As part of our #PeerSupportMeans blog series, Peer Researcher Gary Hind interviews Andy Parkinson, our North Yorkshire & Humberside Peer Support Lead, about his role.
What did you do before joining The Hepatitis C Trust and how did you get involved?
Before joining the Trust I was working as a peer support worker for 16 – 25 year olds at a supported housing charity. I’ve also worked as a welder. I got involved with The Hepatitis C Trust because I happened to have a chat with a friend of mine who said that the Trust was a really good organisation to work for. He talked about the ethos of the organisation and about his job and I thought it sounded like a really forward thinking organisation, something I’d like to be part of. I started as a volunteer and then the role that I do now came up. I applied and got the job.
What is it like to work for The Hepatitis C Trust?
It’s a very unique. Staff and volunteers are very driven by their patients’ needs. Also, having volunteers and staff with lived experience of hepatitis C has a big impact on the organisation. I’ve got a good team, both the peer volunteers and the employees are really supportive and share their experience with me. It gives me insights into how to support clients.
Can you describe what your role entails and the objectives of your work?
I cover mainly North Yorkshire. My main objectives are raising awareness about hepatitis C, transmission routes and treatment pathways. We go into various organisations such as street outreach projects, probation, drug services, and supported housing settings and homeless drop in centres. Basically any organisation that may come into contact with people who might be affected by hepatitis C. Another part of my work is liaising with services such as hepatology clinics or nurses and supporting our patients to attend appointments and through the whole process of treatment. I also work with a group of peer volunteers with lived experience. We go out testing in drug and other services, do testing events and support the NHS when they are doing outreach in their van.
There are people from different backgrounds that get left behind. That’s where our role comes in; to get those doors opened so that they can get treated too.
Why is it so important for The Hepatitis C Trust to have a peer based model?
I see that some people only get tested because they know the peers. That speaks volumes to me, that level of trust and empathy. Some of those people come back testing positive, which is massive because they were completely unaware that they had hepatitis C. That’s why the peers are there, to carry the message and to break down those barriers through sharing their experience and combating the stigma so it’s not such a big issue. It’s possible to get treated.
Also, watching the peers grow as individuals. They come on leaps and bounds with the Trust and engage not just with clients but professionals and other services too. They carry a very strong message about recovery from active addiction and hepatitis C. It’s really powerful. It’s a double win, for the potential patients and for the volunteers as well. I love it. The peers are at the centre of everything we do.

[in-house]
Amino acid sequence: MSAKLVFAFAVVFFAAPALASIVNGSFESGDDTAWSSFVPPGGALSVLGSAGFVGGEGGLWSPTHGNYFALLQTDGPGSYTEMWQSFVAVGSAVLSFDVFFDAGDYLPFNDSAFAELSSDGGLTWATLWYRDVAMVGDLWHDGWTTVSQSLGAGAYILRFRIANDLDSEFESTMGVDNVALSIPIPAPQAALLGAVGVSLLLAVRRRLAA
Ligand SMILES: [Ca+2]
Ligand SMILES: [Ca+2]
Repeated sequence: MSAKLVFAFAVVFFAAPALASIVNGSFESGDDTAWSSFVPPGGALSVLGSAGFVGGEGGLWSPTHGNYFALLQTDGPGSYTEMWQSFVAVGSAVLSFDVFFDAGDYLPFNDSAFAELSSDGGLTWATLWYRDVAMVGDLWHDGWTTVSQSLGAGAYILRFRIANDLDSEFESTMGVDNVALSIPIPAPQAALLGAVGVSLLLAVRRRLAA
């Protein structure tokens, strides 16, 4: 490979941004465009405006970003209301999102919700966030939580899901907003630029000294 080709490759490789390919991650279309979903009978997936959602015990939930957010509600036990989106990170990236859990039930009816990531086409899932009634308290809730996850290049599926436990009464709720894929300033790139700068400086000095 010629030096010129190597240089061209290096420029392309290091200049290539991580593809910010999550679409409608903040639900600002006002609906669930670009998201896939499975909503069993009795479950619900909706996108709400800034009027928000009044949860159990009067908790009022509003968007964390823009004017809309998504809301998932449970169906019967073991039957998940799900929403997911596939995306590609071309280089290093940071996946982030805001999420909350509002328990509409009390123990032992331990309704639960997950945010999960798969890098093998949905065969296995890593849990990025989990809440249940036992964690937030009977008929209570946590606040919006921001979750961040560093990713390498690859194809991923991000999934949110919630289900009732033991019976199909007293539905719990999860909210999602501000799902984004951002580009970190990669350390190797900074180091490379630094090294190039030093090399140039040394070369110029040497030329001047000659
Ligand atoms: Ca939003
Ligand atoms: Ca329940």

What are the most fulfilling and challenging parts of your role?
In terms of challenges, the treatment pathways can be slow, or at least not as quick as I would like. Sometimes there can be quite a few appointments to jump through before a person gets on to treatment. Also, some of the cohort we work with can live quite challenging lives, so the more appointments that are put in place for them, the more likely they are to miss one. I think the process could be shortened, tailored, made a bit quicker and less rigid. Sometimes patients have to go to a certain venue to attend an appointment and that can be a barrier. There is outreach, but not as much as I would like. For instance, we did a Firbroscan in someone’s front room. They couldn’t get out and so it was easier to engage them in their property. If they have to get to an appointment quite far away then it can be a challenge.
The most fulfilling part of my role is working with the volunteers, seeing them come along and the impact they have with people we support through the treatment process. I’m really lucky that I’ve got some very good volunteers. Also, escorting patients to clinics, getting them on to treatment and then supporting them through that treatment. I drive home from those days feeling like I have really achieved something. I feel really determined and driven to support the patients that we are engaging with because there are people from different backgrounds that get left behind. That’s where our role comes in; to get those doors opened so that they can get treated too. It’s important to support them through the whole process at a time when it can be upsetting to get a hepatitis C diagnosis and they are not sure what to do, where to go and who to see.
This interview was conducted by Gary Hind,
one of our peer researchers.